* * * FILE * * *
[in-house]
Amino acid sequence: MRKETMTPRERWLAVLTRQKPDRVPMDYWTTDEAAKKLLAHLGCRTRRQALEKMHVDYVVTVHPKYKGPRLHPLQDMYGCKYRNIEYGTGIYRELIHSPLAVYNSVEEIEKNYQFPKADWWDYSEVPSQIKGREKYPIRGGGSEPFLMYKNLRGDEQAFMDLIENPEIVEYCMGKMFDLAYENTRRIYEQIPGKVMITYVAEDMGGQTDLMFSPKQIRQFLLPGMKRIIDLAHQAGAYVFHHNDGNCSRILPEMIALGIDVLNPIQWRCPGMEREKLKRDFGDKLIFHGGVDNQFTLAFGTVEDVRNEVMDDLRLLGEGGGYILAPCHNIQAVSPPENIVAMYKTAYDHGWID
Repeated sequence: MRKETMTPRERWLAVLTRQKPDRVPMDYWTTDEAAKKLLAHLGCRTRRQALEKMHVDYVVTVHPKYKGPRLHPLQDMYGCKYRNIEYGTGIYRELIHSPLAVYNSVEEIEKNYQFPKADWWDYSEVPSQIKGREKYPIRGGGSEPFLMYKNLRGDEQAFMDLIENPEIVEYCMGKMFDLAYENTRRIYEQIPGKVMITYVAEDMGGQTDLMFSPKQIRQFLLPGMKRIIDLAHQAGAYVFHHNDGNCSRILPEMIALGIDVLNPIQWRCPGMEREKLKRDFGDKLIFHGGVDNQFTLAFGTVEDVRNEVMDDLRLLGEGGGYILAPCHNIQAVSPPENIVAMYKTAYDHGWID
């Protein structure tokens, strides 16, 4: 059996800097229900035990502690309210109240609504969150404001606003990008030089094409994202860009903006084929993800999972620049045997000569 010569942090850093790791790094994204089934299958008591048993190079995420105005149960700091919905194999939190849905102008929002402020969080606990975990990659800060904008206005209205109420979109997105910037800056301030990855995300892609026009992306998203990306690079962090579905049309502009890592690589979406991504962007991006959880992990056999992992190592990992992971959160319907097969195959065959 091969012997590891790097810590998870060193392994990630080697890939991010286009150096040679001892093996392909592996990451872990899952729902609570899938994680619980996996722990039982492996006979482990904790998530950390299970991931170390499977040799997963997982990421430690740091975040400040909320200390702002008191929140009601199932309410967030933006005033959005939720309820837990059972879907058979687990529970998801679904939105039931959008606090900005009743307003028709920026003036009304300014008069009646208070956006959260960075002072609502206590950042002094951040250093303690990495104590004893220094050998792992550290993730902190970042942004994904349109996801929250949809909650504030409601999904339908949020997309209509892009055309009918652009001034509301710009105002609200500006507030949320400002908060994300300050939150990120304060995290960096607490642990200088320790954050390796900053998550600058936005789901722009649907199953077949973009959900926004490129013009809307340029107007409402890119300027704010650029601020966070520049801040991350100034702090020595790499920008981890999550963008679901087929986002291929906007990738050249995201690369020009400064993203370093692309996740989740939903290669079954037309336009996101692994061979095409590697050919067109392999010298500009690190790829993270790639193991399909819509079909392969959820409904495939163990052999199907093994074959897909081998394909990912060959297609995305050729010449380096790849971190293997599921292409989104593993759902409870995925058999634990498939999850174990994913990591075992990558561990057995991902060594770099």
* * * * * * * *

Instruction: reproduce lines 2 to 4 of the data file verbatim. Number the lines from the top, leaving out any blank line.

Amino acid sequence: MRKETMTPRERWLAVLTRQKPDRVPMDYWTTDEAAKKLLAHLGCRTRRQALEKMHVDYVVTVHPKYKGPRLHPLQDMYGCKYRNIEYGTGIYRELIHSPLAVYNSVEEIEKNYQFPKADWWDYSEVPSQIKGREKYPIRGGGSEPFLMYKNLRGDEQAFMDLIENPEIVEYCMGKMFDLAYENTRRIYEQIPGKVMITYVAEDMGGQTDLMFSPKQIRQFLLPGMKRIIDLAHQAGAYVFHHNDGNCSRILPEMIALGIDVLNPIQWRCPGMEREKLKRDFGDKLIFHGGVDNQFTLAFGTVEDVRNEVMDDLRLLGEGGGYILAPCHNIQAVSPPENIVAMYKTAYDHGWID
Repeated sequence: MRKETMTPRERWLAVLTRQKPDRVPMDYWTTDEAAKKLLAHLGCRTRRQALEKMHVDYVVTVHPKYKGPRLHPLQDMYGCKYRNIEYGTGIYRELIHSPLAVYNSVEEIEKNYQFPKADWWDYSEVPSQIKGREKYPIRGGGSEPFLMYKNLRGDEQAFMDLIENPEIVEYCMGKMFDLAYENTRRIYEQIPGKVMITYVAEDMGGQTDLMFSPKQIRQFLLPGMKRIIDLAHQAGAYVFHHNDGNCSRILPEMIALGIDVLNPIQWRCPGMEREKLKRDFGDKLIFHGGVDNQFTLAFGTVEDVRNEVMDDLRLLGEGGGYILAPCHNIQAVSPPENIVAMYKTAYDHGWID
């Protein structure tokens, strides 16, 4: 059996800097229900035990502690309210109240609504969150404001606003990008030089094409994202860009903006084929993800999972620049045997000569 010569942090850093790791790094994204089934299958008591048993190079995420105005149960700091919905194999939190849905102008929002402020969080606990975990990659800060904008206005209205109420979109997105910037800056301030990855995300892609026009992306998203990306690079962090579905049309502009890592690589979406991504962007991006959880992990056999992992190592990992992971959160319907097969195959065959 091969012997590891790097810590998870060193392994990630080697890939991010286009150096040679001892093996392909592996990451872990899952729902609570899938994680619980996996722990039982492996006979482990904790998530950390299970991931170390499977040799997963997982990421430690740091975040400040909320200390702002008191929140009601199932309410967030933006005033959005939720309820837990059972879907058979687990529970998801679904939105039931959008606090900005009743307003028709920026003036009304300014008069009646208070956006959260960075002072609502206590950042002094951040250093303690990495104590004893220094050998792992550290993730902190970042942004994904349109996801929250949809909650504030409601999904339908949020997309209509892009055309009918652009001034509301710009105002609200500006507030949320400002908060994300300050939150990120304060995290960096607490642990200088320790954050390796900053998550600058936005789901722009649907199953077949973009959900926004490129013009809307340029107007409402890119300027704010650029601020966070520049801040991350100034702090020595790499920008981890999550963008679901087929986002291929906007990738050249995201690369020009400064993203370093692309996740989740939903290669079954037309336009996101692994061979095409590697050919067109392999010298500009690190790829993270790639193991399909819509079909392969959820409904495939163990052999199907093994074959897909081998394909990912060959297609995305050729010449380096790849971190293997599921292409989104593993759902409870995925058999634990498939999850174990994913990591075992990558561990057995991902060594770099």